Chances are, you’ve read some stories in the past about bloggers making large sums of money from their blogs. While these stories can be inspiring, they can also be frustrating. If you’ve tried blogging and have not been able to make any money, sometimes it’s discouraging to read about others who are having lots of success.
The purpose of this article is to show what’s possible in a very realistic situation. The blog that’s the subject is this article was not some massively successful blog that attracted a huge following. It was a part-time project that was modestly successful and something that many people could achieve with the right approach and by following some tips for beginner bloggers. This article will breakdown the details of that blog.
I launched a photography blog in early 2015, managed it for about 3.5 years, and sold it in late 2018. The blog was sold through a broker for $216,000, and after 10% broker fees, I was left with about $194,400. I can’t share the domain name of the site for confidentiality reasons related to the sale, but throughout the article, I’ll share a lot of details related to the site.
The entire time I was running this photography blog, I had other websites and online businesses that I was managing as well. If you have a full-time job, it’s possible to start and grow a blog in your spare time, if you’re willing to work on it consistently. I never put in a huge number of hours on this site, and it still grew pretty steadily.
Launching the Blog
As I mentioned, the blog was launched in early 2015. In the beginning, my approach to start getting some traffic to the site was to use freebies. I created some resources that photographers could use to edit their photos in Photoshop and Lightroom and distributed them from the blog. People would come to the blog and download the free resources that they could use with their own photos. These resources were not all that time consuming or complicated to create. I spent a total of a few hours on them at the most.
When I talk to people about these photo editing resources, most people assume that I created software that involved coding. That’s not the case. Photoshop and Lightroom allow you to essentially record or save the changes that you make to a photo and then apply the same changes to other photos. There is no coding involved.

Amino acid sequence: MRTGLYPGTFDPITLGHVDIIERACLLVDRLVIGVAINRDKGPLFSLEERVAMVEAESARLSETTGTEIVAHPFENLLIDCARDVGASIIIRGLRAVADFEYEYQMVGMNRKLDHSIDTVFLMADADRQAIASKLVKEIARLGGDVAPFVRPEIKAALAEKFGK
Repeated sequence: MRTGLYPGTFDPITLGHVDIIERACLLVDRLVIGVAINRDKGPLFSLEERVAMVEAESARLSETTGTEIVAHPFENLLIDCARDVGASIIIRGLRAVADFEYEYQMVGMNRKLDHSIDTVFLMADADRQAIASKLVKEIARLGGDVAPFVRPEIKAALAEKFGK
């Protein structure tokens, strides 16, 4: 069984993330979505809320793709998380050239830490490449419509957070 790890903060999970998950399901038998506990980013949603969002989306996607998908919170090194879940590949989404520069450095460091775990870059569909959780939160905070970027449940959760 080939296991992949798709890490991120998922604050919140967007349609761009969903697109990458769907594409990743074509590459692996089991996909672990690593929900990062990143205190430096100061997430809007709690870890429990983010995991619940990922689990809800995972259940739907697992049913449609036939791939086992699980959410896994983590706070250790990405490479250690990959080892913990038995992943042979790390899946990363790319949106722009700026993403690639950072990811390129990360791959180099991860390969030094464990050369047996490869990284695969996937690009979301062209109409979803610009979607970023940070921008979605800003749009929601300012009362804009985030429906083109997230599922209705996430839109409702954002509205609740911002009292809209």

In order to get people to notice the freebies, I did a few things:
- I shared links to the freebies at community-oriented sites (like DeviantArt) where other photographers would see them.
- I wrote guest posts for a few other photography blogs and linked to the freebies within the guest posts.
- I contacted a few sites that had pages listing free photography resources and requested to get a link to my site.
One valuable lesson I learned through this process is that people love freebies. It’s much easier to share a link to your site/blog when you’re giving something away for free. Promoting your blog is often seen as self-promotion, but most people look at it a little bit differently when you’re giving something away. Other sites will be quick to link out to you if they think you’re offering something that has value.
While there are many ways to grow a blog, using freebies is one option and I found that it can work very well. For plenty of ideas, see 99 Ways to Build Links by Giving Stuff Away.
If you’re looking to more details about my approach to launching and growing a blog, please see Blog Launch Breakthrough.
None of those things (sharing links at community sites, writing guest posts, and requesting links from other sites) resulted in a huge flood of traffic, but when you’re first starting a new blog, any traffic that you can get is good. From the very first day, I was getting some traffic to the site because people were interested in the free resources.
And after a few months, I started getting some unsolicited links from other sites and blogs that were sending people to my free resources. Those links led to more exposure and traffic started to slowly increase. There was a bit of a snowball effect to it. I had to create the freebies and promote them at first, but once they got some exposure, they started getting more links and traffic without additional effort on my part.
Throughout the first year, I was publishing just one post most weeks. Occasionally, two posts would be published in a week, but that wasn’t very common because my time was really limited.
Some of the articles were written by me, but I was outsourcing more than 50% of the content to freelance writers. I spent about $300 per month on those outsourced articles (about $100 per article on average), and that was being funded by what I was making from my other websites.
I definitely could have spent less on freelance writers, but I wanted good quality content, so I hired above-average writers. In order to find the writers, I read a lot of articles on other photography blogs, found writers who consistently produced good content and reached out to them about writing for me.
If you’ve never hired freelancers before, it can be a bit intimidating at first, but it’s really not complicated. If you’re looking for some help, check out this guide to hiring freelance writers by Neil Patel.